The difference likely occurs when
d * g is evaluated, because the mathematical result of that product must be rounded upward to produce a value representable in
double, but the
long double result is more accurate.
Most compilers convert
double exactly and convert
9.8 to 9.800000000000000710542735760100185871124267578125, although the C++ standard gives them some leeway. The evaluation of
v * v is also generally exact, since the mathematical result is exactly representable.
Commonly, on Intel processors, compilers evaluate
d * g in one of two ways: Using
double arithmetic or using
long double with Intel’s 80-bit floating-point format. When evaluated with
double, 405•9.800000000000000710542735760100185871124267578125 produces 3969.00000000000045474735088646411895751953125, and dividing this by 3969 yields a number slightly greater than one.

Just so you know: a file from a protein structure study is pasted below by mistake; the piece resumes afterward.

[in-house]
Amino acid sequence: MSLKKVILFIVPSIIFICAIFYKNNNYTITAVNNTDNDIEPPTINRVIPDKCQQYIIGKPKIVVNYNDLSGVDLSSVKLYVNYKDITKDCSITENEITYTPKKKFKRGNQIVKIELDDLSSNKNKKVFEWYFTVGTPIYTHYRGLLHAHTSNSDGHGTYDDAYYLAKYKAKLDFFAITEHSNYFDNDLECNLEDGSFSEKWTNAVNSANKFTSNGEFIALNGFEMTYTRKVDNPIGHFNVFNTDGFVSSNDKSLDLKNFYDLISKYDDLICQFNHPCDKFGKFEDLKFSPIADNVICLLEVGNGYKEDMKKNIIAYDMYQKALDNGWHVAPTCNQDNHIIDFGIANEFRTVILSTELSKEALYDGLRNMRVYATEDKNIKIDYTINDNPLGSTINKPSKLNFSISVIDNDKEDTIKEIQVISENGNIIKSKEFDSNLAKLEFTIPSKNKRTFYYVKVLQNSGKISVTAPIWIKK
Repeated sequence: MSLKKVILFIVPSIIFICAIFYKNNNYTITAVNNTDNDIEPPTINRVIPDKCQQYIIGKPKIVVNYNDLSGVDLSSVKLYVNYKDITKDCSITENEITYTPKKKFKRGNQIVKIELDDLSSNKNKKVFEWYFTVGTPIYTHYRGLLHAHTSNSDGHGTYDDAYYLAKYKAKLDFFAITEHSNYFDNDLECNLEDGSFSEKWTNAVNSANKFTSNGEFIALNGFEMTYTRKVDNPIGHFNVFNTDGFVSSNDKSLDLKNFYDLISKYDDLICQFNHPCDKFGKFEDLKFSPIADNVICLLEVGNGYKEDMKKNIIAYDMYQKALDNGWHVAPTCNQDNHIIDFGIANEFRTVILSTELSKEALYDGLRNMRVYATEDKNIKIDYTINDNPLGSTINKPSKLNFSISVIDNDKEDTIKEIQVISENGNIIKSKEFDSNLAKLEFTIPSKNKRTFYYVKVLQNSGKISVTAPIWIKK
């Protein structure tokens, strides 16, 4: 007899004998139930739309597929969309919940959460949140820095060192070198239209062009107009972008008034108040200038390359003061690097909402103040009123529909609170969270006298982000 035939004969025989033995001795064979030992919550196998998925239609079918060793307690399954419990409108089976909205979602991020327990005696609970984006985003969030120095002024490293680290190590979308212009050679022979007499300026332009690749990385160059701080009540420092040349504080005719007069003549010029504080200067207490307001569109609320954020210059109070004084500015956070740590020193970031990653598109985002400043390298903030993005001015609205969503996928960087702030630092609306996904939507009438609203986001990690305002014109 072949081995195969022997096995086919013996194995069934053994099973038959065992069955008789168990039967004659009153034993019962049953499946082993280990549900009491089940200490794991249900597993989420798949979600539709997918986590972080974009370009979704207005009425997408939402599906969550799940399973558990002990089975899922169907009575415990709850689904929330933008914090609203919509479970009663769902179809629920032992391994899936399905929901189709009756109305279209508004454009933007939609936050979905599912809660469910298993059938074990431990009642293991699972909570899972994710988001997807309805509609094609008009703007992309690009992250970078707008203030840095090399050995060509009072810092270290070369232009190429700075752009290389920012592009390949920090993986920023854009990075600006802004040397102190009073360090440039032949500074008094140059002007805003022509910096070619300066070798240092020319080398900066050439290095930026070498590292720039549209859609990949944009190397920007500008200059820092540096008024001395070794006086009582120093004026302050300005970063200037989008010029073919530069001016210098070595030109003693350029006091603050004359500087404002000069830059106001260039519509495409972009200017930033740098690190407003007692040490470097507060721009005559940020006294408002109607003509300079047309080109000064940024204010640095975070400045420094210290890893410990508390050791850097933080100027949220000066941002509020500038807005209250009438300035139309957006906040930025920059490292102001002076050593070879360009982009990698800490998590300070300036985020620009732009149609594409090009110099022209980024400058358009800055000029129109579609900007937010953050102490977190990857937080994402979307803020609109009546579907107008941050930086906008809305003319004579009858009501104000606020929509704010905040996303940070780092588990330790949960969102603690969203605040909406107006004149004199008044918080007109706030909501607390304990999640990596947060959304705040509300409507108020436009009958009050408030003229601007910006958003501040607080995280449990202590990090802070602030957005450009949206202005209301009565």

When evaluated with
long double, the product is 3969.000000000000287769807982840575277805328369140625. The product, although greater than 3969, is slightly less, and dividing it by 3969 using
long double arithmetic produces
1.000000000000000072533125339280246635098592378199100494384765625. When this value is assigned to
r, the compiler is required to convert it to
double. (Extra precision may be used only in intermediate expressions, not in assignments or casts.) This value is sufficient close to one that rounding it to
double produces one.
You can mitigate some (but not all) of the variation between compilers by using casts or assignments with each individual operation:
double t0 = d * g;
double t1 = v * v;
double r = t0/t1;